Steve Hilton’s denunciation of the Civil Service earlier this month should be taken lightly. David Cameron’s former adviser, who in the early days of opposition leadership set his employer on a democratic bike while his shoes travelled behind by Lexus, has made a habit of attacking public servants for standing in the way of government ministers pleasing sectional profit. It is, the argument goes, undemocratic: power in the hands of unelected bureaucrats – the habitual drone of interested parties. This is the language used of the BBC by politicians compliant to the point of servitude with Rupert Murdoch.

From The Blog
16 November 2012

I spoiled my police commisioner ballot in North Yorkshire. I wrote: 'This is a very ill-advised idea borrowed from the US and not wanted by the public.' So the results declare it to have been. The primal fault lies in a belief that voting and democracy are the same thing and that more of one means more of the other.

From The Blog
9 August 2012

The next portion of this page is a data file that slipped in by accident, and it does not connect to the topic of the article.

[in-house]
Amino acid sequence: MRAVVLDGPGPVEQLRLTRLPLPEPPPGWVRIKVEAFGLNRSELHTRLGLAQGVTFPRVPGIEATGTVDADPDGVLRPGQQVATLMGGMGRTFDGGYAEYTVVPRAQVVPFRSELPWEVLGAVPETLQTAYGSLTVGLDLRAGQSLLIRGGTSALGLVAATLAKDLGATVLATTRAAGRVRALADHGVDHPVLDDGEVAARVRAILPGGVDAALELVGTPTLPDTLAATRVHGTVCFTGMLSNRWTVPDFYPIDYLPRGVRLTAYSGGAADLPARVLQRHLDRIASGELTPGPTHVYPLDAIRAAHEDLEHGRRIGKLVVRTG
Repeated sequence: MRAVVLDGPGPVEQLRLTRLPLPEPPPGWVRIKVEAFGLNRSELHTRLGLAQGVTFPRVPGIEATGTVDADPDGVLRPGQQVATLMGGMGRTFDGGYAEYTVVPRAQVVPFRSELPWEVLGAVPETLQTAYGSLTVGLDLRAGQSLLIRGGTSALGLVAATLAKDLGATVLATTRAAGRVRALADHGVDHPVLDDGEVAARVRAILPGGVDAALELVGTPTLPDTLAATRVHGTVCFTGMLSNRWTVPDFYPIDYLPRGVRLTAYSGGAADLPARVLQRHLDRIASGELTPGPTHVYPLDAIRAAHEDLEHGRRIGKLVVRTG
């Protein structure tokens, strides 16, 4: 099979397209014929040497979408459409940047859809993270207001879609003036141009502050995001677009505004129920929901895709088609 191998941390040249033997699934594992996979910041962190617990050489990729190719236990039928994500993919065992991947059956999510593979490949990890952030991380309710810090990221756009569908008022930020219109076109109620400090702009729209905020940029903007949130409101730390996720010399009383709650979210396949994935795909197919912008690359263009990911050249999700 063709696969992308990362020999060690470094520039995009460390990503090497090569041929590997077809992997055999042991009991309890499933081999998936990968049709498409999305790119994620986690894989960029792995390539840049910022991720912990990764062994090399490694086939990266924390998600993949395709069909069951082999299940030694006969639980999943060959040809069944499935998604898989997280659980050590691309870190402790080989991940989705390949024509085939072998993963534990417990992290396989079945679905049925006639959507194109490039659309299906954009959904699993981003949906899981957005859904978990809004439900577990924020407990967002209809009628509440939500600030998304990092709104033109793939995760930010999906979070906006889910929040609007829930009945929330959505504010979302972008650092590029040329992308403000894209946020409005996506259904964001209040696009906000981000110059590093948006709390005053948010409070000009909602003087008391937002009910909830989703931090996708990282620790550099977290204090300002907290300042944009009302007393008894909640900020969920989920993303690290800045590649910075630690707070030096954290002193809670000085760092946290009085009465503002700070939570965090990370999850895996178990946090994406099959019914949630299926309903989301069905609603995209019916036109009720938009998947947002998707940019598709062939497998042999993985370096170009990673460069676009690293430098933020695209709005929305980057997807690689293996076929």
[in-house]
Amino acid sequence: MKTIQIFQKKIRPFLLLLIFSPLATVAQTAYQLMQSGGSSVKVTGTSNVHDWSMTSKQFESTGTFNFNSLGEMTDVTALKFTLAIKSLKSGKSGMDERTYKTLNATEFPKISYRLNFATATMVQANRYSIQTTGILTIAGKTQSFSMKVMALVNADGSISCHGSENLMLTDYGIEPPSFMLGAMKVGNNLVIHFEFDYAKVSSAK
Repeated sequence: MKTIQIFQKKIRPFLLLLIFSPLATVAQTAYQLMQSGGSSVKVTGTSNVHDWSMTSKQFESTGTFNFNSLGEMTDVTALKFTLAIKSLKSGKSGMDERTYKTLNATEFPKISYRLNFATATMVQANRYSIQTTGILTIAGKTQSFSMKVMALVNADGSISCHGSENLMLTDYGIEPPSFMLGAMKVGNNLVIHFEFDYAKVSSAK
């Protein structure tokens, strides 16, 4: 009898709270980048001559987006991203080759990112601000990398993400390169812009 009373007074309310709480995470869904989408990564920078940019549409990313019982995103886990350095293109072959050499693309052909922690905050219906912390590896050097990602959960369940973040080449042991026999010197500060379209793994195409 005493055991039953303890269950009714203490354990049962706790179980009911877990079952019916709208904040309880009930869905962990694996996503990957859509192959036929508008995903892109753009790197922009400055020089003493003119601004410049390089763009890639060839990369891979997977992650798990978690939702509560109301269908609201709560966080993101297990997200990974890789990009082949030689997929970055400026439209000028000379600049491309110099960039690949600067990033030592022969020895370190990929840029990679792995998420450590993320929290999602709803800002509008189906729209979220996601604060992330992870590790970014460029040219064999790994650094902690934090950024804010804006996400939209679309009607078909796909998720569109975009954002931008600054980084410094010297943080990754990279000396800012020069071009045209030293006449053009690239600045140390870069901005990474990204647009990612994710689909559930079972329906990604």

There are people, the Independent’s Steve Richards among them, who while deploring individual fatuous remarks will yet proclaim serious admiration for the mayor of London. Can such indulgence survive his call, amid the froth of Olympic rapture, for 'the kind of regime' he 'used to enjoy, compulsory two hours' sport every day'? My recollection of PE at school is of being shouted at and bullied by men in tracksuits – I preferred algebra – and we had only an hour and a half a week.

From The Blog
24 May 2012

When politicians talk about ‘democracy’, what they mostly mean is elections, though they do their best to avoid ones they are likely to lose.

From The Blog
13 January 2012